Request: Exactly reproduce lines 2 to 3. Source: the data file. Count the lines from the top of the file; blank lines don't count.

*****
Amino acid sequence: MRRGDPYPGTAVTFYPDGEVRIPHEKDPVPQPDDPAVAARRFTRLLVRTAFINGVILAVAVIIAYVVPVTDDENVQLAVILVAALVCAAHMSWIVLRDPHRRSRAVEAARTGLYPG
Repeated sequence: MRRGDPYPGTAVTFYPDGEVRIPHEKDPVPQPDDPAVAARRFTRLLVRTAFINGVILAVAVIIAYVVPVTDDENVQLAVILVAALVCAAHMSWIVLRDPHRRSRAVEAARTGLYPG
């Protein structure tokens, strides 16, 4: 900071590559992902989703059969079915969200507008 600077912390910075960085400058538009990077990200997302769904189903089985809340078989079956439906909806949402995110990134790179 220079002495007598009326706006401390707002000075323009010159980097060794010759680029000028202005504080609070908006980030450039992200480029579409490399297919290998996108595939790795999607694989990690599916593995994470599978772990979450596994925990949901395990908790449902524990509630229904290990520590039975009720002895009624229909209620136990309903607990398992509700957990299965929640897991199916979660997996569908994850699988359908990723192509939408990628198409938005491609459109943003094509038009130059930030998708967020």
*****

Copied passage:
Repeated sequence: MRRGDPYPGTAVTFYPDGEVRIPHEKDPVPQPDDPAVAARRFTRLLVRTAFINGVILAVAVIIAYVVPVTDDENVQLAVILVAALVCAAHMSWIVLRDPHRRSRAVEAARTGLYPG
């Protein structure tokens, strides 16, 4: 900071590559992902989703059969079915969200507008 600077912390910075960085400058538009990077990200997302769904189903089985809340078989079956439906909806949402995110990134790179 220079002495007598009326706006401390707002000075323009010159980097060794010759680029000028202005504080609070908006980030450039992200480029579409490399297919290998996108595939790795999607694989990690599916593995994470599978772990979450596994925990949901395990908790449902524990509630229904290990520590039975009720002895009624229909209620136990309903607990398992509700957990299965929640897991199916979660997996569908994850699988359908990723192509939408990628198409938005491609459109943003094509038009130059930030998708967020």